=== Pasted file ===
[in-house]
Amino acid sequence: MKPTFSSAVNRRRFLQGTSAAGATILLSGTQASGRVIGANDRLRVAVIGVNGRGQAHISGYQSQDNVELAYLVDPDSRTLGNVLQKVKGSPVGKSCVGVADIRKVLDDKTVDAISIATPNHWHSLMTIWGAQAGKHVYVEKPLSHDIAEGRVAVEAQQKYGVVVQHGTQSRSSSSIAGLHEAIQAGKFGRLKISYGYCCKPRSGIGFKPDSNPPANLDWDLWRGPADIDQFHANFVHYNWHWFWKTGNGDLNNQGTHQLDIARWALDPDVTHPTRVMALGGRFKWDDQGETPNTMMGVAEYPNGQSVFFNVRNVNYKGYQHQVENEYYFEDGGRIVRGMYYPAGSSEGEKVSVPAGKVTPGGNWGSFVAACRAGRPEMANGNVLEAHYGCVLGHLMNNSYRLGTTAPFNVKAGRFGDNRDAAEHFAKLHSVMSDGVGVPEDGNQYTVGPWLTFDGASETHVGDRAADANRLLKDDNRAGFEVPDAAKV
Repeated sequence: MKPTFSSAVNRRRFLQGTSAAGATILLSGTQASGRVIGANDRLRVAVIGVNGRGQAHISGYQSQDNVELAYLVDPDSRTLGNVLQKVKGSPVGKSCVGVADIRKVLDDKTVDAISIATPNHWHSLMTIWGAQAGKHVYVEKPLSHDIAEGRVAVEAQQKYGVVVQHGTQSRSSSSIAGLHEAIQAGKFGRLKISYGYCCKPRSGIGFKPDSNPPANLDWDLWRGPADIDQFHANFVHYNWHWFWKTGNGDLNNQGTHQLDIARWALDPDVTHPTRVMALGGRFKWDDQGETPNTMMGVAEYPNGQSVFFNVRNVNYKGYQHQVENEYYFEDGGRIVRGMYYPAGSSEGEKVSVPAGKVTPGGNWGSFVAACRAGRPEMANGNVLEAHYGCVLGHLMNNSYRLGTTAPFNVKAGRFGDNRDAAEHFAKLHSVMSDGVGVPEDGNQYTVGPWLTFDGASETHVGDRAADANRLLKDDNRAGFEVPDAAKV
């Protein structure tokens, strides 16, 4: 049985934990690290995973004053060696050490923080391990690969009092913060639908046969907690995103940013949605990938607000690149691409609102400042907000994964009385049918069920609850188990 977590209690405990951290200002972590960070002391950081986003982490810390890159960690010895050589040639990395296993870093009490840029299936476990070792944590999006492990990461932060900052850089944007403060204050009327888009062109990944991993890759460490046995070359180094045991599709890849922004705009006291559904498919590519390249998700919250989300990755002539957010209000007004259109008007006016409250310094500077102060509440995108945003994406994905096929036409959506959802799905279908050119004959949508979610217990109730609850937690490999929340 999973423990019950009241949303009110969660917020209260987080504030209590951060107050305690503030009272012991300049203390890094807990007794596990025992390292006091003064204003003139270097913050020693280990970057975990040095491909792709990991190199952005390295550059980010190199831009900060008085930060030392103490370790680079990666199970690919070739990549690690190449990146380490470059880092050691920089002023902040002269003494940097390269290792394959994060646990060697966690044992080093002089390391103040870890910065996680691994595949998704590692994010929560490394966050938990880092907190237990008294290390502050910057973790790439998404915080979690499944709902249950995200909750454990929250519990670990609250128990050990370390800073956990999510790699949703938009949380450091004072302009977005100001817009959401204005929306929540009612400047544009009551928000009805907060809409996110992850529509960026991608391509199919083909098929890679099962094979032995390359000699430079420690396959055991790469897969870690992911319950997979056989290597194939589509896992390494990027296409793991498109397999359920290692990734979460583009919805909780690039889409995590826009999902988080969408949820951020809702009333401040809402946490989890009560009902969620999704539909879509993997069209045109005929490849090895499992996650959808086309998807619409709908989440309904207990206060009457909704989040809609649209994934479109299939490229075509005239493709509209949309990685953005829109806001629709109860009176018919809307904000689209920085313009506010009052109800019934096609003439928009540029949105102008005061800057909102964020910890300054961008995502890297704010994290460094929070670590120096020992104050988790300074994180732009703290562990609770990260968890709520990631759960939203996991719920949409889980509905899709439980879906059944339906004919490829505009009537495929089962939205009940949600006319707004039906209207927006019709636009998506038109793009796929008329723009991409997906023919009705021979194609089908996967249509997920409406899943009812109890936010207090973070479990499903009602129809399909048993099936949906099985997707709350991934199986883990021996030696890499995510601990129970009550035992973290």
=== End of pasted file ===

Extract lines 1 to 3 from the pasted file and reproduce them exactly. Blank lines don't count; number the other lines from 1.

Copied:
[in-house]
Amino acid sequence: MKPTFSSAVNRRRFLQGTSAAGATILLSGTQASGRVIGANDRLRVAVIGVNGRGQAHISGYQSQDNVELAYLVDPDSRTLGNVLQKVKGSPVGKSCVGVADIRKVLDDKTVDAISIATPNHWHSLMTIWGAQAGKHVYVEKPLSHDIAEGRVAVEAQQKYGVVVQHGTQSRSSSSIAGLHEAIQAGKFGRLKISYGYCCKPRSGIGFKPDSNPPANLDWDLWRGPADIDQFHANFVHYNWHWFWKTGNGDLNNQGTHQLDIARWALDPDVTHPTRVMALGGRFKWDDQGETPNTMMGVAEYPNGQSVFFNVRNVNYKGYQHQVENEYYFEDGGRIVRGMYYPAGSSEGEKVSVPAGKVTPGGNWGSFVAACRAGRPEMANGNVLEAHYGCVLGHLMNNSYRLGTTAPFNVKAGRFGDNRDAAEHFAKLHSVMSDGVGVPEDGNQYTVGPWLTFDGASETHVGDRAADANRLLKDDNRAGFEVPDAAKV
Repeated sequence: MKPTFSSAVNRRRFLQGTSAAGATILLSGTQASGRVIGANDRLRVAVIGVNGRGQAHISGYQSQDNVELAYLVDPDSRTLGNVLQKVKGSPVGKSCVGVADIRKVLDDKTVDAISIATPNHWHSLMTIWGAQAGKHVYVEKPLSHDIAEGRVAVEAQQKYGVVVQHGTQSRSSSSIAGLHEAIQAGKFGRLKISYGYCCKPRSGIGFKPDSNPPANLDWDLWRGPADIDQFHANFVHYNWHWFWKTGNGDLNNQGTHQLDIARWALDPDVTHPTRVMALGGRFKWDDQGETPNTMMGVAEYPNGQSVFFNVRNVNYKGYQHQVENEYYFEDGGRIVRGMYYPAGSSEGEKVSVPAGKVTPGGNWGSFVAACRAGRPEMANGNVLEAHYGCVLGHLMNNSYRLGTTAPFNVKAGRFGDNRDAAEHFAKLHSVMSDGVGVPEDGNQYTVGPWLTFDGASETHVGDRAADANRLLKDDNRAGFEVPDAAKV